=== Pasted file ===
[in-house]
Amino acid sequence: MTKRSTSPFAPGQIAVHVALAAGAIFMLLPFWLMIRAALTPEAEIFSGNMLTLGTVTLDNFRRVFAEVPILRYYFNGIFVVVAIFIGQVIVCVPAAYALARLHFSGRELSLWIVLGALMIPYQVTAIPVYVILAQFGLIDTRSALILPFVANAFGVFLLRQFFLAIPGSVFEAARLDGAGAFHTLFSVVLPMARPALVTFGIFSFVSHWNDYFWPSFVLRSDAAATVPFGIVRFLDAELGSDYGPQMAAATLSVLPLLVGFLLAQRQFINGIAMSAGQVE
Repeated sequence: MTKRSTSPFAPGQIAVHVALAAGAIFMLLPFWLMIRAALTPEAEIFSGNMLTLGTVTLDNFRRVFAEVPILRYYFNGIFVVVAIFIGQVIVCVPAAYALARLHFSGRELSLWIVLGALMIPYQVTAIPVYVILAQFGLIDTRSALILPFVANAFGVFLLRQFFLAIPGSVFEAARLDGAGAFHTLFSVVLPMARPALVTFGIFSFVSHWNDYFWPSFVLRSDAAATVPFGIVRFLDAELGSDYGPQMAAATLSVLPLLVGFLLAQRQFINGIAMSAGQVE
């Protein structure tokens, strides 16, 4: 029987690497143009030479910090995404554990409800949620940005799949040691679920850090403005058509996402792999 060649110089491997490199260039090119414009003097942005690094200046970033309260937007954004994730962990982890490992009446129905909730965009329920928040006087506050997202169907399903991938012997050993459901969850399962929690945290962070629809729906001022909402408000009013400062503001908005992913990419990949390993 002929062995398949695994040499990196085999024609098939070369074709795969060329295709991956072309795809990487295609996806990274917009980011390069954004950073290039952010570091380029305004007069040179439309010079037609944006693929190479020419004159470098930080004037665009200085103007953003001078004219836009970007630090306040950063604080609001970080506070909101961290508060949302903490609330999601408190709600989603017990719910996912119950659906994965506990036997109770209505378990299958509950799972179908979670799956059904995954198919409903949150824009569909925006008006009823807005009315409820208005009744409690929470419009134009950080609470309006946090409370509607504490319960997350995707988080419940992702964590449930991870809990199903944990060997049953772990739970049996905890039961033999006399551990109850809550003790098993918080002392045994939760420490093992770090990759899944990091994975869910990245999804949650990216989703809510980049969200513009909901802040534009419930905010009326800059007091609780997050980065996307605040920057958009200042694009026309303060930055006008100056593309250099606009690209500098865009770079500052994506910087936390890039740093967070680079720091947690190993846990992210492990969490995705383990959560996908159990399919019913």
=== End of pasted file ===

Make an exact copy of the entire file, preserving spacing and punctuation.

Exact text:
[in-house]
Amino acid sequence: MTKRSTSPFAPGQIAVHVALAAGAIFMLLPFWLMIRAALTPEAEIFSGNMLTLGTVTLDNFRRVFAEVPILRYYFNGIFVVVAIFIGQVIVCVPAAYALARLHFSGRELSLWIVLGALMIPYQVTAIPVYVILAQFGLIDTRSALILPFVANAFGVFLLRQFFLAIPGSVFEAARLDGAGAFHTLFSVVLPMARPALVTFGIFSFVSHWNDYFWPSFVLRSDAAATVPFGIVRFLDAELGSDYGPQMAAATLSVLPLLVGFLLAQRQFINGIAMSAGQVE
Repeated sequence: MTKRSTSPFAPGQIAVHVALAAGAIFMLLPFWLMIRAALTPEAEIFSGNMLTLGTVTLDNFRRVFAEVPILRYYFNGIFVVVAIFIGQVIVCVPAAYALARLHFSGRELSLWIVLGALMIPYQVTAIPVYVILAQFGLIDTRSALILPFVANAFGVFLLRQFFLAIPGSVFEAARLDGAGAFHTLFSVVLPMARPALVTFGIFSFVSHWNDYFWPSFVLRSDAAATVPFGIVRFLDAELGSDYGPQMAAATLSVLPLLVGFLLAQRQFINGIAMSAGQVE
């Protein structure tokens, strides 16, 4: 029987690497143009030479910090995404554990409800949620940005799949040691679920850090403005058509996402792999 060649110089491997490199260039090119414009003097942005690094200046970033309260937007954004994730962990982890490992009446129905909730965009329920928040006087506050997202169907399903991938012997050993459901969850399962929690945290962070629809729906001022909402408000009013400062503001908005992913990419990949390993 002929062995398949695994040499990196085999024609098939070369074709795969060329295709991956072309795809990487295609996806990274917009980011390069954004950073290039952010570091380029305004007069040179439309010079037609944006693929190479020419004159470098930080004037665009200085103007953003001078004219836009970007630090306040950063604080609001970080506070909101961290508060949302903490609330999601408190709600989603017990719910996912119950659906994965506990036997109770209505378990299958509950799972179908979670799956059904995954198919409903949150824009569909925006008006009823807005009315409820208005009744409690929470419009134009950080609470309006946090409370509607504490319960997350995707988080419940992702964590449930991870809990199903944990060997049953772990739970049996905890039961033999006399551990109850809550003790098993918080002392045994939760420490093992770090990759899944990091994975869910990245999804949650990216989703809510980049969200513009909901802040534009419930905010009326800059007091609780997050980065996307605040920057958009200042694009026309303060930055006008100056593309250099606009690209500098865009770079500052994506910087936390890039740093967070680079720091947690190993846990992210492990969490995705383990959560996908159990399919019913």